On September 18, 2014 CLI co-director Mario Rizzo of NYU’s economics department was the opening keynote speaker at the European Association for Law and Economics annual conference. CLI director Richard Epstein was the keynote speaker at the same organization’s meeting in Warsaw in 2013. Professor Rizzo started the conference in Aix-en-Provence, France with a talk on “Jean-Baptiste Say and His Ideal of Globalization for the 21st Century.” J-B. Say was a great early 19th century French liberal economist who believed that the growth of free international trade would increase the likelihood that nations would develop peaceful relations with each other. After the disastrous Napoleonic wars, many intellectuals turned their attention to the institutional prerequisites for international peace.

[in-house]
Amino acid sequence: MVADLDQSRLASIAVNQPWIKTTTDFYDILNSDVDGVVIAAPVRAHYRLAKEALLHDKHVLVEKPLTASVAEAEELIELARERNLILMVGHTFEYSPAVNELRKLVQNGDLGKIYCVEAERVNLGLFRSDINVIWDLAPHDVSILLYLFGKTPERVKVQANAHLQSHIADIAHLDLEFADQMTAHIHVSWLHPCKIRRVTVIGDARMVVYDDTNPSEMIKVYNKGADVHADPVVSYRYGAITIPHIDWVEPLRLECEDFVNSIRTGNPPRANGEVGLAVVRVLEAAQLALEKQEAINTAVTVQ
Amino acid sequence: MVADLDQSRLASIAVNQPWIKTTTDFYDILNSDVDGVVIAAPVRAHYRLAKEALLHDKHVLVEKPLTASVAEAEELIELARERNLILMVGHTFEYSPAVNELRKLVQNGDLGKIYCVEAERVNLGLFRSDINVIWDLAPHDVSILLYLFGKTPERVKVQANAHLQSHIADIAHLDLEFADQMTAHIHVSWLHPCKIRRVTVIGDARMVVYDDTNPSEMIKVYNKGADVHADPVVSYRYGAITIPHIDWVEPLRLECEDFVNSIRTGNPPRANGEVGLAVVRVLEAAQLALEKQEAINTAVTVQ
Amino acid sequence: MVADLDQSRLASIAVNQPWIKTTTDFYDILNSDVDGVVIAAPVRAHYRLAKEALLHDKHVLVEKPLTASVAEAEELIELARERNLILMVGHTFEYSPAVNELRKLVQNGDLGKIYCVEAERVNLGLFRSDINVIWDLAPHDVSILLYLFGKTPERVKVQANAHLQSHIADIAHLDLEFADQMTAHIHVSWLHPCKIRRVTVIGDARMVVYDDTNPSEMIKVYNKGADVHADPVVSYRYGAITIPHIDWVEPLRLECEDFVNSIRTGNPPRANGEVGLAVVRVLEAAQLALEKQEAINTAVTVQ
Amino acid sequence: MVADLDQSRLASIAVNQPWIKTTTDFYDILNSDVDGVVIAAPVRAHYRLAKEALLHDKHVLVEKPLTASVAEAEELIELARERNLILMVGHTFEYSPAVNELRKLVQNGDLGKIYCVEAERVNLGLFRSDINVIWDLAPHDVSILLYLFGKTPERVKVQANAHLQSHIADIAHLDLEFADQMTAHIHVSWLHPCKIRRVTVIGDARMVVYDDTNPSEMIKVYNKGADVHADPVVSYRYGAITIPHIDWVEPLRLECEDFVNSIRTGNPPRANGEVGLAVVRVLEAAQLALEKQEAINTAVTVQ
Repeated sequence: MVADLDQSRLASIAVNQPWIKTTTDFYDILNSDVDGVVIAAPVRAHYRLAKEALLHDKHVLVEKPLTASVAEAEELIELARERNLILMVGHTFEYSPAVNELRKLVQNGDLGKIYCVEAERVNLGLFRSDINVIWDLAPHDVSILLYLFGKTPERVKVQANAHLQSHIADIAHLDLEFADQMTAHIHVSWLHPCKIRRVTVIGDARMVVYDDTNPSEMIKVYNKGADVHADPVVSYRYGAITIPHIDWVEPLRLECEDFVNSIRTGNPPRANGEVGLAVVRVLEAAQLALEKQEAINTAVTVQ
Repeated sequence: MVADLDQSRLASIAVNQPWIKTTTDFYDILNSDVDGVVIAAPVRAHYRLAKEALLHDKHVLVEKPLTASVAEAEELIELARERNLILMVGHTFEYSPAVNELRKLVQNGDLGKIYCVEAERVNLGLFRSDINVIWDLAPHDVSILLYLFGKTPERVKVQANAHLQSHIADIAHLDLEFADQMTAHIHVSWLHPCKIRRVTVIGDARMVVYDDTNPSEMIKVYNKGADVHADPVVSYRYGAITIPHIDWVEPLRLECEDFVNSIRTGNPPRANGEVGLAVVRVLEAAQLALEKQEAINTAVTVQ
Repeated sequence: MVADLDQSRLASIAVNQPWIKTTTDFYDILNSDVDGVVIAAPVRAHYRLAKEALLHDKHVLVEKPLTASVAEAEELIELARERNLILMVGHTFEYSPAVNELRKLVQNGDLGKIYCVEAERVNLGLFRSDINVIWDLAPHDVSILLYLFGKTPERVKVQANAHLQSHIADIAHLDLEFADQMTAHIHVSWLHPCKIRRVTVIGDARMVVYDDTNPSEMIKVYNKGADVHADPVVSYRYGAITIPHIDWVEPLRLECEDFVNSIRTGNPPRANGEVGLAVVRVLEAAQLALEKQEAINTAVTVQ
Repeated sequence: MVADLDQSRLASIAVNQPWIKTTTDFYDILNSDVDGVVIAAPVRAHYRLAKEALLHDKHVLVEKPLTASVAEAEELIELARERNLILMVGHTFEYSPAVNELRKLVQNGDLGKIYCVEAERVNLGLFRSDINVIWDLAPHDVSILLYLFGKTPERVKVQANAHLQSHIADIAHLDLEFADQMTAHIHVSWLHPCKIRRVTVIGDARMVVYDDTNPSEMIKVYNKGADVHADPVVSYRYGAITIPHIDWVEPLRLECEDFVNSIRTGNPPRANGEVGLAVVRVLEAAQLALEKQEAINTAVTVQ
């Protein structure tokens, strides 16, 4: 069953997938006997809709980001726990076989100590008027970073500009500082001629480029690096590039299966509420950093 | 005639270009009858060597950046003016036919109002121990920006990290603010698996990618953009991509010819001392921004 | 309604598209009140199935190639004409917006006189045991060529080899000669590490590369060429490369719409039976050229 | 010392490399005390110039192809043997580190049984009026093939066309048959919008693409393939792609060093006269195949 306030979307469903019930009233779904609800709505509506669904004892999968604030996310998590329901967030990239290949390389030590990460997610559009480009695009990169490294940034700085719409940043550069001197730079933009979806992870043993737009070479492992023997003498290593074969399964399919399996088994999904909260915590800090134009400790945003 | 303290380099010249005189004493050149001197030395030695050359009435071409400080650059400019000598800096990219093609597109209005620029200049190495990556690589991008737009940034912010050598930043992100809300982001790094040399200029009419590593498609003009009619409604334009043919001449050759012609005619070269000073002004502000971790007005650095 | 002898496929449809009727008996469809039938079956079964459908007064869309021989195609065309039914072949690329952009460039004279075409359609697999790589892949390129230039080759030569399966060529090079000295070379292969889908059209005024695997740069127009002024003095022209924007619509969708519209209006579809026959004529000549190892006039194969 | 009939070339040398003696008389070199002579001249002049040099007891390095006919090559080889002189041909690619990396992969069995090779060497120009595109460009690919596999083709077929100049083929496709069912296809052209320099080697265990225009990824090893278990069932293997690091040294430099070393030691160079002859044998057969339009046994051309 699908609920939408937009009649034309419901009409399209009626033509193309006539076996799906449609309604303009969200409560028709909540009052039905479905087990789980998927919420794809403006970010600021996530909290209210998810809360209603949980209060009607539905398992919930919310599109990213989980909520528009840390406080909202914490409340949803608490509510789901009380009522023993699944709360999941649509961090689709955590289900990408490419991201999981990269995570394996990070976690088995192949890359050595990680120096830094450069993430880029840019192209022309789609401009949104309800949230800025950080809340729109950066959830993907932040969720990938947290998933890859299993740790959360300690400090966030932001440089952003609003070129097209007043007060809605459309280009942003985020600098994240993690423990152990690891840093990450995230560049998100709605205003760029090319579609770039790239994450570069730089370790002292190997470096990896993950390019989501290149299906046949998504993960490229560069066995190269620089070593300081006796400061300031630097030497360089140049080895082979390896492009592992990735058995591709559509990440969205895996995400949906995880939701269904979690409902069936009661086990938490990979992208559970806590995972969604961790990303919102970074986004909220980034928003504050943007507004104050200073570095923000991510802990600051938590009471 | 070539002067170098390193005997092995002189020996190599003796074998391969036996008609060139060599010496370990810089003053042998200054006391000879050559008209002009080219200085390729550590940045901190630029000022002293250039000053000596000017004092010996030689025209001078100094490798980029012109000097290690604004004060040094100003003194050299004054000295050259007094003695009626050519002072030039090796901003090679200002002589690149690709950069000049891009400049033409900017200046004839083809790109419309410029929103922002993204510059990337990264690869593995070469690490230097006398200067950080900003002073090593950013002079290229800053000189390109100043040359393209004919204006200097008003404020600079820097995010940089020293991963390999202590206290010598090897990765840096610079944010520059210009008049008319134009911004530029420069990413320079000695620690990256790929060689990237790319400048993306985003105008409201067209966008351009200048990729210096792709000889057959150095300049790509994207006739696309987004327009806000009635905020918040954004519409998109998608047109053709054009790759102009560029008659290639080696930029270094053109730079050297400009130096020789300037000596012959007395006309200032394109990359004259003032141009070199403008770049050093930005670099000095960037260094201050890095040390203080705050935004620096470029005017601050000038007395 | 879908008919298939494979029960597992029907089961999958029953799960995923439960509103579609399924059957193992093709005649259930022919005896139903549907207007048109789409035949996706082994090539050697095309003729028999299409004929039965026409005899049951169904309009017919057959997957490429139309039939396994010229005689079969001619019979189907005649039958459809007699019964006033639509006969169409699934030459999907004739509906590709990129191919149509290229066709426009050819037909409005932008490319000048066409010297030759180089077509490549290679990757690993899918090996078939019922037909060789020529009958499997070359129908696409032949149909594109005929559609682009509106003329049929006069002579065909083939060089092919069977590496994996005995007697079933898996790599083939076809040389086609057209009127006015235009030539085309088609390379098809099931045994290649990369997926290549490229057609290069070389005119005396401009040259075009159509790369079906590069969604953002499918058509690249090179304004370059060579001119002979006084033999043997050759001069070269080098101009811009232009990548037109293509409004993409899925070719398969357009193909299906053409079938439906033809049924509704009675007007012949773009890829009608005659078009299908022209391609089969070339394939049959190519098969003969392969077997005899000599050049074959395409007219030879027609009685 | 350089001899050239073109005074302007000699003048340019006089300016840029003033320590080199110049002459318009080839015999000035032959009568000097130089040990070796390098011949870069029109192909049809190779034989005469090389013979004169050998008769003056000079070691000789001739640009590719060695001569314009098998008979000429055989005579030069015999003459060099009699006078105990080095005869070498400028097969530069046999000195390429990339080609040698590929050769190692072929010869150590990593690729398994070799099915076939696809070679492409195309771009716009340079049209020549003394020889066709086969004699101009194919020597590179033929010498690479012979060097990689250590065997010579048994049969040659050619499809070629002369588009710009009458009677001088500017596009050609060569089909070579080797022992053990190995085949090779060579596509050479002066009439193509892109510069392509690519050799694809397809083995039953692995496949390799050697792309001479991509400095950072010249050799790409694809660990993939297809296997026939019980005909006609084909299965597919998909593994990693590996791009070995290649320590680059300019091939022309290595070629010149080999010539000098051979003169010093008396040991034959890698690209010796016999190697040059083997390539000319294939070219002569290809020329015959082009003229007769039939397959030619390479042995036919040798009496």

Professor Rizzo described Say’s ideas in some detail and then turned to the modern empirical evidence on the proposition that more trade means a greater chance of peace. Evidence from post-World War II seems to support this proposition, subject, of course to some caveats. War and other conflict interfere with trade and its mutual gains. When the gains from trade are extremely unevenly divided, however, then the party who gains little may find itself not so worried about potentially losing a trading partner. But, overall, trade does seem to causally reduce interstate conflict (in other words, the relationship goes mainly from trade to peace rather than from peace to trade.) Beyond that, some research has concluded that interdependencies of monetary and asset markets are even more conducive to peaceful relations. There are no guarantees in all this – but, nevertheless, raising the even chances for peace is a good thing. Trade and financial interdependence may be one of the best tools we have to promote international peace.